Chapter XI. A Family Jar.
 

Hour after hour the unhappy man lay still as death on his bed and reasoned in vain with his accusing conscience. To be sure, he said to himself, no man was bound by the law of England to name his heir. It is for the eldest son himself to come forward and make his claim. If Guy and Cyril could prove their title to the Tilgate estates when he himself was dead, that was their private business. He wasn't bound to do anything special to make the way easy for them beforehand.

But still, when he saw them, his heart arose and smote him. His very class prejudices fought hard on their behalf. These men were gentlemen, the eldest sons of a Kelmscott of Tilgate--true Kelmscotts to the core--handsome, courtly, erect of bearing. Guy was the very image of the Kelmscott of Tilgate Park who bled for King Charles at Marston Moor; Cyril had the exact mien of Sir Rupert Kelmscott, Knight of Chetwood, the ablest of their race, whose portrait, by Kneller, hung in the great hall between his father; the Admiral, and his uncle, Sir Frederick. They had all the qualities the Colonel himself associated with the Kelmscott name. They were strong, brave, vigorous, able to hold their own against all comers. To leave them out in the cold was not only wrong--it was also, he felt in his heart of hearts, a treason to his order.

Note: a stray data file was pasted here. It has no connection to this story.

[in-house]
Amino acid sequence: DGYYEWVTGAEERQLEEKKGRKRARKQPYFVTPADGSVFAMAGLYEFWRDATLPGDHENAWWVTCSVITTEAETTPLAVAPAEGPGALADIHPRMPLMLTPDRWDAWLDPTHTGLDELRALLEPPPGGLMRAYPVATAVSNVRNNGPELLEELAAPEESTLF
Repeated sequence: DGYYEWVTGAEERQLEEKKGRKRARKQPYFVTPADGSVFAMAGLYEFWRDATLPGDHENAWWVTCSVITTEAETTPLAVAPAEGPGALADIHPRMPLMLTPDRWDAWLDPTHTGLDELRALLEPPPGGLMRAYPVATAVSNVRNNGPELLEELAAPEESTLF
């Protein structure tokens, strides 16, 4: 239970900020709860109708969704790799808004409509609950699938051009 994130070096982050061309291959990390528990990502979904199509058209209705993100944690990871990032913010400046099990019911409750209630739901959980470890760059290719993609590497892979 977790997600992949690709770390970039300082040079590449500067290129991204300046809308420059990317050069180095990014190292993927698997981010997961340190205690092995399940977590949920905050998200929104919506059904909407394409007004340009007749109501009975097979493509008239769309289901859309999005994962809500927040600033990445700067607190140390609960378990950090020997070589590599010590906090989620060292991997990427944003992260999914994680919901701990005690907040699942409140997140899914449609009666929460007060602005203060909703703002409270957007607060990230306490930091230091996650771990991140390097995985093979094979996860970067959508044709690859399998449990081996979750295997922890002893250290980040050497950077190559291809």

At last, after long watching, he fell asleep. But he slept uneasily. When he woke, it was with a start. He found himself murmuring to himself in his troubled sleep, "Break the entail, and settle a sum on the two that will quiet them."

It was the only way left to prevent public scandal, and to save Lady Emily and his son Granville from a painful disclosure: while, at the same time, it would to some extent satisfy the claims of his conscience.

Compromise, compromise; there's nothing like compromise. Colonel Kelmscott had always had by temperament a truly British love of compromise.